PW: In your acknowledgements, you write that The Road to Reality was eight years in the making. What made you decide to start this project?

Roger Penrose: After The Emperor's New Mind had been out for a few years, it had been suggested to me by various sources that some people had quite liked the way that I'd described the science, but were unhappy, they wouldn't want to use it in a course (say a 'Physics for Poets' course or something like that) because of all the contentious stuff about the mind. They asked if it wouldn't be possible to take those chapters, remove all the contentious stuff about the mind, and then they could happily use it in their courses. I thought that didn't sound too bad; I'd just take my scissors and cut out all the bits about the mind, and leave in the physics.

This, however, didn't make much of a book, because when I removed the search to find out what on earth's going on in producing mentality, the motivation for the book somehow dropped away. I felt it needed a different thread of motivation, and the obvious one was the search for the laws that governed the world. So I kind of started all over again, thinking, "Well let's do it that way, instead." What happened, of course, is that as the book went on I realized that there were certain topics that I hadn't addressed, and they needed to go in somewhere. In trying to explain various different things, the book got a bit longer than I'd originally intended.

PW: Why did you choose to treat the mathematics underlying physics on its own terms, rather than drawing analogies that might seem more accessible?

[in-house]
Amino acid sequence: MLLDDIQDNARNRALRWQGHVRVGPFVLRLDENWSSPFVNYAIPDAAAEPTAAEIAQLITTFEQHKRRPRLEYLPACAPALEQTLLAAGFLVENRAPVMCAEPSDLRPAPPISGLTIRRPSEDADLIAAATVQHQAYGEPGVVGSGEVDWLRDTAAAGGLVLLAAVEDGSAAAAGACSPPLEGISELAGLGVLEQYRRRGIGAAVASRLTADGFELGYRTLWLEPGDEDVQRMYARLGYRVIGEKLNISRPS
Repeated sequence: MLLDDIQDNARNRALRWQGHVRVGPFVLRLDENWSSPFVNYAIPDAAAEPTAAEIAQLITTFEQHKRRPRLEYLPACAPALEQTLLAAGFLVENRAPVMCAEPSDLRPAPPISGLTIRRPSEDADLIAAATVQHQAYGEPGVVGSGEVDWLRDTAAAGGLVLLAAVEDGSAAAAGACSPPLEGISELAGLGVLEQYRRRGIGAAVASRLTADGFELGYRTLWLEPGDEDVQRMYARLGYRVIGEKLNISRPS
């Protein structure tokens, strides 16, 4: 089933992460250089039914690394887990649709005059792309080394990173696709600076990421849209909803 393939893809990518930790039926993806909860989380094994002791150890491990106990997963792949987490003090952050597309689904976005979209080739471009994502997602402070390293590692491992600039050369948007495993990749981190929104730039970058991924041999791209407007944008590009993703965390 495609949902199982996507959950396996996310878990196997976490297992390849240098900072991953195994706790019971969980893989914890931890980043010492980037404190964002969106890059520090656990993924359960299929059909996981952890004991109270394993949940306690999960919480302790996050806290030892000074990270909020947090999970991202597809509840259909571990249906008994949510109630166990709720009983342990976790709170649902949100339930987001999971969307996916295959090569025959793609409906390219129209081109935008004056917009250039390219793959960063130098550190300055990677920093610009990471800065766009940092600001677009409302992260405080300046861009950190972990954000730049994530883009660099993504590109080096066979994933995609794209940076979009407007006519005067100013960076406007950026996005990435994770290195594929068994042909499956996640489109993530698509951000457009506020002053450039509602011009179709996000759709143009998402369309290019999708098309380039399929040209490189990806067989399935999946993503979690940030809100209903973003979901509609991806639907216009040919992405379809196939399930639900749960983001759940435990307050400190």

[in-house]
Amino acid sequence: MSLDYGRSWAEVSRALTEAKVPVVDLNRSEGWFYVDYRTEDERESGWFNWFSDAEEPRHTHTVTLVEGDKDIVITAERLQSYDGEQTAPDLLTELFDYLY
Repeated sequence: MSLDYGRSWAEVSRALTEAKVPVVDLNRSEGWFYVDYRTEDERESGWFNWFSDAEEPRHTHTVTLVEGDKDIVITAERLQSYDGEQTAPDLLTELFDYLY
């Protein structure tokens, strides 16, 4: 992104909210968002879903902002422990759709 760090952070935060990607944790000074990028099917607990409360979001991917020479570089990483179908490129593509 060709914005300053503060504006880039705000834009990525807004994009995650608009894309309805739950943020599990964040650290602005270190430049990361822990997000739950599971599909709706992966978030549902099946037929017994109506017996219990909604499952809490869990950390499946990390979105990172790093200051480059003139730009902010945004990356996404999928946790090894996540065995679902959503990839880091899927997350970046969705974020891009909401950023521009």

RP: I'd read some reviews of the book where people had said, "Why do we need all these mathematics? So-and-so has written explaining physics without any mathematics, so why do we need all this stuff?" The answer to that seems to be that you can appreciate the plot of The Magic Flute by just simply reading about it, but if you don't hear the music, you've missed the point, [which is] to realize that there is beauty in there, it's not just a means to understanding the laws, it's something in itself which is worth trying to appreciate.

PW: As you were writing, whom did you imagine as your ideal reader?

RP: There really are different kinds of readers for the book, and I didn't have any particular one in mind when writing. On one hand, there's the reader who is familiar with the physics that I am describing, who can read for my particular views on the disputes between theories, while there's an entirely different sort of reader who might be learning these things for the first time. Both can find things of value here. Imagine the hardest case, a reader who might be intimidated by some of the more technical arguments.

PW: What would you like him to come away from your book having learned?

RP: What would please me the most would be if somebody who just had no feeling for mathematics beforehand came away and thought, "This is something I'd really like to follow." Just the idea that there's some beauty in mathematics that they might not have thought was there. More than any specific topic, just the general feeling that there's a whole area here that's opened up to them, that they hadn't appreciated prior to that.